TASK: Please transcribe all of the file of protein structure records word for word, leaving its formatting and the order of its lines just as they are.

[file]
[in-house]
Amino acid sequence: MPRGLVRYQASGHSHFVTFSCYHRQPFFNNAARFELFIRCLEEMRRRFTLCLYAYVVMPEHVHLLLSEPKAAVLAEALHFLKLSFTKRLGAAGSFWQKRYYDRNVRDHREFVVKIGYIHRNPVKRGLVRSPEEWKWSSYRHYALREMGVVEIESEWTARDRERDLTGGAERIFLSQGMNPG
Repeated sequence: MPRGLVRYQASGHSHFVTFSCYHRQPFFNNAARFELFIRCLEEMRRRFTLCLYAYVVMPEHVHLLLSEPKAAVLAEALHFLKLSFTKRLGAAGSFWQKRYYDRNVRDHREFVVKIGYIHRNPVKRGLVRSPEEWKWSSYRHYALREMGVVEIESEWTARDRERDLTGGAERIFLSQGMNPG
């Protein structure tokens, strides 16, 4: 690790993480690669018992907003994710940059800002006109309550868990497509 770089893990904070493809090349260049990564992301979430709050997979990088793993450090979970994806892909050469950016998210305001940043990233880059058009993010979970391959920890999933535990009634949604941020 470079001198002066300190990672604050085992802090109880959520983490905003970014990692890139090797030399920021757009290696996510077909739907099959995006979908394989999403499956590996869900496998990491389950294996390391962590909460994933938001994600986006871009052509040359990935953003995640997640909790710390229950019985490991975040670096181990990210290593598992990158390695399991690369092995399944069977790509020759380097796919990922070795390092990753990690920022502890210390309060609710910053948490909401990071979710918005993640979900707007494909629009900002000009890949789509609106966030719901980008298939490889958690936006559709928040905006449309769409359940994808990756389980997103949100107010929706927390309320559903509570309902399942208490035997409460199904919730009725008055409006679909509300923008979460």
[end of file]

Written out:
[in-house]
Amino acid sequence: MPRGLVRYQASGHSHFVTFSCYHRQPFFNNAARFELFIRCLEEMRRRFTLCLYAYVVMPEHVHLLLSEPKAAVLAEALHFLKLSFTKRLGAAGSFWQKRYYDRNVRDHREFVVKIGYIHRNPVKRGLVRSPEEWKWSSYRHYALREMGVVEIESEWTARDRERDLTGGAERIFLSQGMNPG
Repeated sequence: MPRGLVRYQASGHSHFVTFSCYHRQPFFNNAARFELFIRCLEEMRRRFTLCLYAYVVMPEHVHLLLSEPKAAVLAEALHFLKLSFTKRLGAAGSFWQKRYYDRNVRDHREFVVKIGYIHRNPVKRGLVRSPEEWKWSSYRHYALREMGVVEIESEWTARDRERDLTGGAERIFLSQGMNPG
């Protein structure tokens, strides 16, 4: 690790993480690669018992907003994710940059800002006109309550868990497509 770089893990904070493809090349260049990564992301979430709050997979990088793993450090979970994806892909050469950016998210305001940043990233880059058009993010979970391959920890999933535990009634949604941020 470079001198002066300190990672604050085992802090109880959520983490905003970014990692890139090797030399920021757009290696996510077909739907099959995006979908394989999403499956590996869900496998990491389950294996390391962590909460994933938001994600986006871009052509040359990935953003995640997640909790710390229950019985490991975040670096181990990210290593598992990158390695399991690369092995399944069977790509020759380097796919990922070795390092990753990690920022502890210390309060609710910053948490909401990071979710918005993640979900707007494909629009900002000009890949789509609106966030719901980008298939490889958690936006559709928040905006449309769409359940994808990756389980997103949100107010929706927390309320559903509570309902399942208490035997409460199904919730009725008055409006679909509300923008979460």